If you’d like to review the presentation, see here.
Comments for the Council regarding UMPA may be left on this article, or addressed directly to Council Members here.
Monday, April 21, 2014
At the Council’s Work Meeting on Tues. April 15, 2014, the Council heard an update regarding public comment for the Community Development Block Grant (CDBG) Action Plan.
The Council approved Provo City Redevelopment Agency’s plan for the upcoming CDBG (see here and here), including specific projects which will be submitted to the U.S. Department of Housing and Urban Development (HUD) at Council Meeting on Mar. 4, 2014. A 30-day public comment period for the Action Plan Update has been announced, and will expire on May 15, 2014. The public comment legal notice was published on April 13, 2013 and will be republished on or about May 11, 2014. See the notice here.
A recent post on the Council’s blog explains a Community Development Block Grant (CDBG) in more detail. View the post here.
A public hearing on this item will also be held on May 20, 2014. All written comments from citizens and impacted organizations will be included in the Action Plan Update to HUD.
Please refer all comments, both oral and written, to Robert Horton or Dan Gonzalez at 351 West Center, Provo, UT 84601. You may also call 852-6160 between 7:00 a.m. and 6:00 p.m. Monday through Thursday. Or email comments to firstname.lastname@example.org or email@example.com.
Tuesday, April 15, 2014
Monday, April 14, 2014
On Sat. April 12, 2014 members of the Provo community gathered to clean-up trash, dead tree limbs, and other rubbish from a Provo City saw and grist mill historical marker located adjacent to Taco Bell at 150 West 1230 North.
Provo City provided a tree pruning crew who helped thin and trim dead growth on the copse of trees located at the landmark. The city also provided a dumpster for volunteers to place trash and other materials cleaned from the site.
You can check out a few photos of clean-up efforts here:
|Kids assisting with cleanup|
|Provo City tree trimming crew at work|
|Volunteers cleaning the river|
|Provo City tree trimming crew at work|
|Tree crews clear brush|
|Cleaned up riverbanks|
If you’d like to check out some “before” photos of the location, check out this post from the Council’s blog announcing the event.
Thursday, April 3, 2014
Check out provocenterblock.org for event details
A public workshop will be held on April 14-17, 2014 as an input process for community members to discuss ideas about what is best for the City Center Block and its relationship to the downtown. This workshop is sponsored by Provo RDA who have contracted with Placemakers, an urban design consulting firm. Read more about a presentation they recently offered the Council on the Council’s blog here.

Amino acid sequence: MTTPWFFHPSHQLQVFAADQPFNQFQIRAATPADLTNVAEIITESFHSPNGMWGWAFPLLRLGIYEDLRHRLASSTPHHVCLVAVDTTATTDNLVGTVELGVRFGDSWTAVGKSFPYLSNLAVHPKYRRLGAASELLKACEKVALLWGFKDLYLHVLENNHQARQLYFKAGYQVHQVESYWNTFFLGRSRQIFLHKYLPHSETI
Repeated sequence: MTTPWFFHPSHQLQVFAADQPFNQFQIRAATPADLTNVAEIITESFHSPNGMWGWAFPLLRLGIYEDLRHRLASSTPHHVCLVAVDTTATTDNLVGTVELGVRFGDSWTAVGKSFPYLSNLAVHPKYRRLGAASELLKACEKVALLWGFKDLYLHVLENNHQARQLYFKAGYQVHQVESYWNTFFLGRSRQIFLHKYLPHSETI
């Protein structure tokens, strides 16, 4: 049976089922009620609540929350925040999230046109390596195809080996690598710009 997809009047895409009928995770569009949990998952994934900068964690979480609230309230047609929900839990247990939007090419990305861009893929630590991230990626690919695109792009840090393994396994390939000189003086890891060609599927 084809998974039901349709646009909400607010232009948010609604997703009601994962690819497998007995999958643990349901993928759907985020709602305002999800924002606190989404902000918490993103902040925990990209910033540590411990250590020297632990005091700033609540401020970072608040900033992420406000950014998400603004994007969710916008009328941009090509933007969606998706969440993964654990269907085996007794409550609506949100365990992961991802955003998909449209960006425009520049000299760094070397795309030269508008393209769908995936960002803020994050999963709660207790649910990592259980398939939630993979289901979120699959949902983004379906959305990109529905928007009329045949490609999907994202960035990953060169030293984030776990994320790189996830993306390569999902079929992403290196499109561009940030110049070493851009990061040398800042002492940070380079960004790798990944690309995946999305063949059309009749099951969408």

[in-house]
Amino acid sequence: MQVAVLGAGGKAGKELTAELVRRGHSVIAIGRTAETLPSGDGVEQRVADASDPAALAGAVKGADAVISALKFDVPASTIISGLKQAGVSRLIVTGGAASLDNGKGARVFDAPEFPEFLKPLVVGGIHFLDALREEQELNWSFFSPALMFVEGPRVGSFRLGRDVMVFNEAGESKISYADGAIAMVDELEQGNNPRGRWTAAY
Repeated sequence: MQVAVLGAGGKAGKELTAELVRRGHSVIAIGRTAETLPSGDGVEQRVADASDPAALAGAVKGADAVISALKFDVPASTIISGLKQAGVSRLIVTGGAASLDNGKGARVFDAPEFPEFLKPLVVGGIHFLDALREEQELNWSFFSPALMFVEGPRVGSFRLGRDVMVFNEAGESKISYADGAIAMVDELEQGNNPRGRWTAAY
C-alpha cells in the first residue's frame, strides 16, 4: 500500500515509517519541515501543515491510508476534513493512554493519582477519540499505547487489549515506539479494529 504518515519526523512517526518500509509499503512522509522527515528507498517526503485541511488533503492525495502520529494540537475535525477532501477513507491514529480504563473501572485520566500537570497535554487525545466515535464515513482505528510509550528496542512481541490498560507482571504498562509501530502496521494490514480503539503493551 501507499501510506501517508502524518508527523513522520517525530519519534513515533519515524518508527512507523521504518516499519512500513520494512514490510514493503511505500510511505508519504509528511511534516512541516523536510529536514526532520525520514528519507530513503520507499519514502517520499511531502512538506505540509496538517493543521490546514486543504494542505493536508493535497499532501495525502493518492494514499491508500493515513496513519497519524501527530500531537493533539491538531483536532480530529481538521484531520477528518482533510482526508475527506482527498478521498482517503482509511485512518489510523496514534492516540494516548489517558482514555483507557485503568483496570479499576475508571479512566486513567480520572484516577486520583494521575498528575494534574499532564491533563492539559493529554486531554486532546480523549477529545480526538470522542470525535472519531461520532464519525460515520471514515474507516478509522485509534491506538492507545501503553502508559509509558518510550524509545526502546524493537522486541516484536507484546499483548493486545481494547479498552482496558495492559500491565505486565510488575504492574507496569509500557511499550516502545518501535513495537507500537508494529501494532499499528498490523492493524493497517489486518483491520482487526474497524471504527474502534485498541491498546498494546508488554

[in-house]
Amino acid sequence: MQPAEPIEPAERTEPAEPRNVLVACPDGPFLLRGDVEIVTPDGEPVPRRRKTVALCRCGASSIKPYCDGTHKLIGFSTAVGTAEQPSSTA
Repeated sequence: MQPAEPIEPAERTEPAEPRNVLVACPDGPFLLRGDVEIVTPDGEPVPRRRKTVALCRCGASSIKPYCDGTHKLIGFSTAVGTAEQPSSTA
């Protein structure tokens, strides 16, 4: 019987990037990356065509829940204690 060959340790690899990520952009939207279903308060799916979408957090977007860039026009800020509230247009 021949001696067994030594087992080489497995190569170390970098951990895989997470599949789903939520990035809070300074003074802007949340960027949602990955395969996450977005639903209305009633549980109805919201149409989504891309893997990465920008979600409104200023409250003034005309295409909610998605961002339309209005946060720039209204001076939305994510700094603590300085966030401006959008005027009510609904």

According to the website for the workshop, provocenterblock.org, the community will be asked to answer the following questions:
- Beyond what it is today, what could it be tomorrow? (The City Center Block)
- Could it better contribute to the city’s long term goals and the vitality and economic health of downtown?
- What’s your vision?
- How might this key piece of our downtown fabric better serve you?
The event will include stakeholder input, including focus groups and presentations to outline some of the possibilities for the center block. If you’re still interested in what’s going on, but don’t care to participate in the focus groups or presentations, you can drop by to see for yourself some of the ideas and ask questions on April 15 and 16 at the work studio on 10 N. University Ave., Provo.
If you have any questions about the process please visit provocenterblock.org for event details.
Members of the Provo community have organized a cleanup of a landscaped area adjacent to the Saw and Grist Mill Historical Marker to take place on Sat. April 12, at 10 a.m. The marker is located adjacent to Taco Bell at 150 West 1230 North.
Provo City will have a dumpster and tree pruning crew join the cleanup effort.
Some windblown trash along the edge of the cleanup site.
The public facing front of the site, Provo #202, Saw and Grist Mill Historical Marker.
The idea for a cleanup of at Mills Park was introduced on the Provo politics and news Facebook group “Our Provo” by admin Melanie McCoard. McCoard notified the Council of the event at its April 1, 2014 regular Council Meeting during public comment.